Mark Denny departs AWA

More changes expected at PWC organizations
Changes are taking place at the American Watercraft Association, the foremost of which is the departure of Mark Denny, managing director of the organization for the past two years. (From 1996 to 1998, Denny also had served with the watercraft organization, heading the Government Affairs Department.)
Rumors began to circulate during the Miami Boat Show that Denny would shortly give notice of his departure. Those rumors held true when Denny announced he would be accepting a new position as chief of staff for the Orange County Board of Supervisors shortly after the show’s conclusion.
IJSBA Executive Director Kirk Holland now will serve as acting managing director of the organization.
Denny’s departure leaves a noticeable absence atop the AWA as it heads into yet another boating season, although organization management indicates that things remain very much business as usual. The future for the AWA, however, appears anything but that, as numerous industry insiders have recently commented to Powersports Business off the record about potential changes within the organization.
At the heart of the issue seems to be the manufacturer’s support of both the AWA and its competition-oriented sibling, the International Jet Sports Boating Association (IJSBA).
According to industry insiders, many options are being considered in the coming weeks, options that might include separating the two organizations completely.
Manufacturer representatives also seem to be taking their most serious stance in years on deciding just how the organization’s money should be spent and on what programs.
Powersports Business recently was able to catch up with the departed director, and took advantage of the opportunity to get Denny’s thoughts on his reasons for leaving, his take on the current condition and future of both the AWA and IJSBA, and even his candid comments on the clout of the five PWC manufacturers.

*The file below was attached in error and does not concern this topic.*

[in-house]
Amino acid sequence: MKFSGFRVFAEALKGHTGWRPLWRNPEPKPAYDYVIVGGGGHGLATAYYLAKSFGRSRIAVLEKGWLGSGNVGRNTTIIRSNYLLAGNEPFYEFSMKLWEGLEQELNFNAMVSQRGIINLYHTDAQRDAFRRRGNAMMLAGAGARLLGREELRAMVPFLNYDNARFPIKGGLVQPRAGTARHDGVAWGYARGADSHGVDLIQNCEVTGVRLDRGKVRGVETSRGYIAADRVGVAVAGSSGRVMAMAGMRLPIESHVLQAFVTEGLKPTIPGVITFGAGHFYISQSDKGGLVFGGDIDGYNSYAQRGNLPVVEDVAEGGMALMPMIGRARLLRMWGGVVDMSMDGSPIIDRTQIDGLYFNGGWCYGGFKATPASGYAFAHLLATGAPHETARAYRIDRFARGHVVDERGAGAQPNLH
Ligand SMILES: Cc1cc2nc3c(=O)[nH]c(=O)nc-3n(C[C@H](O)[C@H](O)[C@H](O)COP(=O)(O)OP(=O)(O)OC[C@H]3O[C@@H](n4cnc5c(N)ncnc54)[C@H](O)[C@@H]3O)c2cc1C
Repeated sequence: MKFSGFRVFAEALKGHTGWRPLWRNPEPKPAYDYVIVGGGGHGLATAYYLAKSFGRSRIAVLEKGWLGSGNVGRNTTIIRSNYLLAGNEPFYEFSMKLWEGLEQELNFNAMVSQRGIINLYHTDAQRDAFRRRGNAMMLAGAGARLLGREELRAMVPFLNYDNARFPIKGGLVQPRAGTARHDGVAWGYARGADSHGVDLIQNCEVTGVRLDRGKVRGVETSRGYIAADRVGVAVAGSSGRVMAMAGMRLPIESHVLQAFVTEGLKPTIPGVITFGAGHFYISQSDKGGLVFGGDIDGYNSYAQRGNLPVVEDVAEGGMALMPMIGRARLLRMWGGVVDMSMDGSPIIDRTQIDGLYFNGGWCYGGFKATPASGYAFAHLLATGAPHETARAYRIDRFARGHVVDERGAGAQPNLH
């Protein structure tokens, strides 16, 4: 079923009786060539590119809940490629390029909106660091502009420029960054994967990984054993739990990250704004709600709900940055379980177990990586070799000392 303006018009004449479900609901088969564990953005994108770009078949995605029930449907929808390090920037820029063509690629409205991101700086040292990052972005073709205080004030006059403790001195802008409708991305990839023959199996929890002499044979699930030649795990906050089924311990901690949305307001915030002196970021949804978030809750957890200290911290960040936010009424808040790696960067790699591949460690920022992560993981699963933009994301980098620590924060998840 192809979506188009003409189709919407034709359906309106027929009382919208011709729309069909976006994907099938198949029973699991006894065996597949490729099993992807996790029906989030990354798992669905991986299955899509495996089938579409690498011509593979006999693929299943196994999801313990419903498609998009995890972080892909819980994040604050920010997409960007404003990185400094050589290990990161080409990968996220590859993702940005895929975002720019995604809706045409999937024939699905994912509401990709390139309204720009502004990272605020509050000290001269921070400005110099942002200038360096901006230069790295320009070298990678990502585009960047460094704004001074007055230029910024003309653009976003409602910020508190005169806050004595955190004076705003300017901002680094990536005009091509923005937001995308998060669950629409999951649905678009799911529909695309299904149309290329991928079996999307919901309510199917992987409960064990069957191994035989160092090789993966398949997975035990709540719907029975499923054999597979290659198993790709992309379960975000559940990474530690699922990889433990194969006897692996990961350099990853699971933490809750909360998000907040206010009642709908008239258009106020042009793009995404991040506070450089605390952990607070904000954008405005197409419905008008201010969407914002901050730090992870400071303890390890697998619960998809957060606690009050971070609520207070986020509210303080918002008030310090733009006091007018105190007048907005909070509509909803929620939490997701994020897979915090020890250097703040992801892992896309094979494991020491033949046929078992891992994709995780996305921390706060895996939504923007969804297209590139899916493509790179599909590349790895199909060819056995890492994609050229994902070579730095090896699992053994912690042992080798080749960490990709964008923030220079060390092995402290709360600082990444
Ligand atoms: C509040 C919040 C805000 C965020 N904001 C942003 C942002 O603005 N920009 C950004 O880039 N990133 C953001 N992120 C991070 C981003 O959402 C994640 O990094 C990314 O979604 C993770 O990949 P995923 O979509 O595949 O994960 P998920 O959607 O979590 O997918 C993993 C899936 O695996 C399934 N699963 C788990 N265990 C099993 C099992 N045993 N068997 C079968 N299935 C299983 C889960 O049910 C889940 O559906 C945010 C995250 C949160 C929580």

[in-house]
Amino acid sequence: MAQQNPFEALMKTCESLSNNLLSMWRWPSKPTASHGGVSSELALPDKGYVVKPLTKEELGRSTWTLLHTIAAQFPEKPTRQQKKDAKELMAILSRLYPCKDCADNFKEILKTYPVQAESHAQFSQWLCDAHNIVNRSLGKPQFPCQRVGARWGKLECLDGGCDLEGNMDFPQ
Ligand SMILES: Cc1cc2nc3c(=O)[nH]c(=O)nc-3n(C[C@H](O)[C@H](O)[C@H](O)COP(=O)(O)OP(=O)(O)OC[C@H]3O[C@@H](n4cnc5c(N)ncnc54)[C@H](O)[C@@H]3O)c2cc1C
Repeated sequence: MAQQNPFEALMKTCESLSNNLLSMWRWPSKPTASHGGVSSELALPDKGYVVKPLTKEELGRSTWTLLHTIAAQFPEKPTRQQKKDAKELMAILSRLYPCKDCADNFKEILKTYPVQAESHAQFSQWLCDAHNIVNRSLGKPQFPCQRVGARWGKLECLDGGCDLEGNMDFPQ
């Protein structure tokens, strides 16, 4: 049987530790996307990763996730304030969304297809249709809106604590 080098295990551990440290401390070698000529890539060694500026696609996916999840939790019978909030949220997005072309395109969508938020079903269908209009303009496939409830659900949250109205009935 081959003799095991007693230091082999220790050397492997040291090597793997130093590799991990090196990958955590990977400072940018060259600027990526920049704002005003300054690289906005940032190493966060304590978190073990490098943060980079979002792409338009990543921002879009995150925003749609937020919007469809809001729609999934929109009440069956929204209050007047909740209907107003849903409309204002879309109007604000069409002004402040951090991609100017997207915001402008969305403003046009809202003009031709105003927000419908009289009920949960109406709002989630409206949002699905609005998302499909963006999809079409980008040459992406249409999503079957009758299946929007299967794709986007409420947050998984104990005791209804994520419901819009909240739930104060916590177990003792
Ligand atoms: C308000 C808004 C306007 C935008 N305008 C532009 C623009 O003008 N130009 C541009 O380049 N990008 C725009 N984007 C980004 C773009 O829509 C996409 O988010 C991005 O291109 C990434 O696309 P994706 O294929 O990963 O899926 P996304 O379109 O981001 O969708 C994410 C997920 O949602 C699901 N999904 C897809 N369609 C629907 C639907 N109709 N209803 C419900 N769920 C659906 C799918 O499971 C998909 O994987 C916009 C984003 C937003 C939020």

Opportunity Knocks
Denny emphasizes that his departure wasn’t so much a problem with his past position, but rather an incredible opportunity with his new one. In fact, many reasons factored into his decision, reasons that include everything from the unique opportunity to be chief of staff of a Board of Supervisors governing a population which is larger in number than many states, to the desire to be able to spend more time at home with his children.
“This was a very unique opportunity, and it was something I just couldn’t pass up,” explained Denny. “It was a tough decision. I’m very fortunate to have had this opportunity presented to me, and I felt like I just had to take it.”
As to the industry — and organizations — he leaves behind, Denny feels the future holds a great deal of promise. “The industry is moving in a positive direction, and I think both organizations are moving in a positive direction,” he stated. “I think the future is very bright for both.
“In terms of the AWA, the sport is maturing. We’re seeing a dramatic reduction in the number of proposals to limit or restrict personal watercraft. We’re getting beyond issues like the national park service, resolving them successfully, I think, because of the efforts of the AWA and its members along with the industry.
“Now we’re in this new phase where you see all these great recreational events, and you see people getting involved in the sport again, getting enthusiastic, and taking advantage of all the new opportunities that are presented with all the diversities of the craft.